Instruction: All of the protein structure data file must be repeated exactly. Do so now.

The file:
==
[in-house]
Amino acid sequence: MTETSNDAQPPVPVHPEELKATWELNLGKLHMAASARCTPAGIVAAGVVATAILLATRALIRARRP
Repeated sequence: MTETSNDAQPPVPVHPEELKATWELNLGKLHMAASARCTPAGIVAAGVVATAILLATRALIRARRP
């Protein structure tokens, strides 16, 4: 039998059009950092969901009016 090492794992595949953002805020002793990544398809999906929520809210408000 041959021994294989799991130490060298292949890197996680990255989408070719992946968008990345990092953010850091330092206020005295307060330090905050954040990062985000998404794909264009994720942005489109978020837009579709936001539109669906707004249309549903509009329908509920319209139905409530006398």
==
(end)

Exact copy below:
[in-house]
Amino acid sequence: MTETSNDAQPPVPVHPEELKATWELNLGKLHMAASARCTPAGIVAAGVVATAILLATRALIRARRP
Repeated sequence: MTETSNDAQPPVPVHPEELKATWELNLGKLHMAASARCTPAGIVAAGVVATAILLATRALIRARRP
């Protein structure tokens, strides 16, 4: 039998059009950092969901009016 090492794992595949953002805020002793990544398809999906929520809210408000 041959021994294989799991130490060298292949890197996680990255989408070719992946968008990345990092953010850091330092206020005295307060330090905050954040990062985000998404794909264009994720942005489109978020837009579709936001539109669906707004249309549903509009329908509920319209139905409530006398």